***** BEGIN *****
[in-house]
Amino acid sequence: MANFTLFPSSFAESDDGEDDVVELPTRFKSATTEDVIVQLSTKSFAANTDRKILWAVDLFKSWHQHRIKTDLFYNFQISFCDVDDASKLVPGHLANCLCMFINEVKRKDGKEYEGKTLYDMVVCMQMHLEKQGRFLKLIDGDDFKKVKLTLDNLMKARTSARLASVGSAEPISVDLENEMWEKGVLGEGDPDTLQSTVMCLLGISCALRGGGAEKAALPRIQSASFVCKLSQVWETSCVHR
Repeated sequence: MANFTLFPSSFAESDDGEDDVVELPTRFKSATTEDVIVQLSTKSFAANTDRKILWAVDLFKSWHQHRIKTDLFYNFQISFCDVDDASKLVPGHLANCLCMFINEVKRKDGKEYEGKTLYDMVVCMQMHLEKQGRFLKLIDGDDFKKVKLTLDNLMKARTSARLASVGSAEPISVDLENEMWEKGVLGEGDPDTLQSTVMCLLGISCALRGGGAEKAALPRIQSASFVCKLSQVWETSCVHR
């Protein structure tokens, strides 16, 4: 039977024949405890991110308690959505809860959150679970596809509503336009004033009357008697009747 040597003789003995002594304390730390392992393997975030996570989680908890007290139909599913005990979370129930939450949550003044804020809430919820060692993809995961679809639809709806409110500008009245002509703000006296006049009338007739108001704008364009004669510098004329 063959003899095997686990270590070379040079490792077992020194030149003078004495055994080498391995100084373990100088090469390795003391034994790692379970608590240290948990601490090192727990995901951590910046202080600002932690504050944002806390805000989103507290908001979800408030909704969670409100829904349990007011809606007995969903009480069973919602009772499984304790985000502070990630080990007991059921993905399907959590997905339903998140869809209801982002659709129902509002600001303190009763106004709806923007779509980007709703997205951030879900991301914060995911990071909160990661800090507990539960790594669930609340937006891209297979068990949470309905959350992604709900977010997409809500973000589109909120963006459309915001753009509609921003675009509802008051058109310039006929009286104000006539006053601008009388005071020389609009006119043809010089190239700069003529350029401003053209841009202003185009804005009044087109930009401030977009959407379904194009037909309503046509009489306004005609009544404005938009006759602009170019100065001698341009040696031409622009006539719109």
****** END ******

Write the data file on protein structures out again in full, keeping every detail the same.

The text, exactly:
[in-house]
Amino acid sequence: MANFTLFPSSFAESDDGEDDVVELPTRFKSATTEDVIVQLSTKSFAANTDRKILWAVDLFKSWHQHRIKTDLFYNFQISFCDVDDASKLVPGHLANCLCMFINEVKRKDGKEYEGKTLYDMVVCMQMHLEKQGRFLKLIDGDDFKKVKLTLDNLMKARTSARLASVGSAEPISVDLENEMWEKGVLGEGDPDTLQSTVMCLLGISCALRGGGAEKAALPRIQSASFVCKLSQVWETSCVHR
Repeated sequence: MANFTLFPSSFAESDDGEDDVVELPTRFKSATTEDVIVQLSTKSFAANTDRKILWAVDLFKSWHQHRIKTDLFYNFQISFCDVDDASKLVPGHLANCLCMFINEVKRKDGKEYEGKTLYDMVVCMQMHLEKQGRFLKLIDGDDFKKVKLTLDNLMKARTSARLASVGSAEPISVDLENEMWEKGVLGEGDPDTLQSTVMCLLGISCALRGGGAEKAALPRIQSASFVCKLSQVWETSCVHR
């Protein structure tokens, strides 16, 4: 039977024949405890991110308690959505809860959150679970596809509503336009004033009357008697009747 040597003789003995002594304390730390392992393997975030996570989680908890007290139909599913005990979370129930939450949550003044804020809430919820060692993809995961679809639809709806409110500008009245002509703000006296006049009338007739108001704008364009004669510098004329 063959003899095997686990270590070379040079490792077992020194030149003078004495055994080498391995100084373990100088090469390795003391034994790692379970608590240290948990601490090192727990995901951590910046202080600002932690504050944002806390805000989103507290908001979800408030909704969670409100829904349990007011809606007995969903009480069973919602009772499984304790985000502070990630080990007991059921993905399907959590997905339903998140869809209801982002659709129902509002600001303190009763106004709806923007779509980007709703997205951030879900991301914060995911990071909160990661800090507990539960790594669930609340937006891209297979068990949470309905959350992604709900977010997409809500973000589109909120963006459309915001753009509609921003675009509802008051058109310039006929009286104000006539006053601008009388005071020389609009006119043809010089190239700069003529350029401003053209841009202003185009804005009044087109930009401030977009959407379904194009037909309503046509009489306004005609009544404005938009006759602009170019100065001698341009040696031409622009006539719109």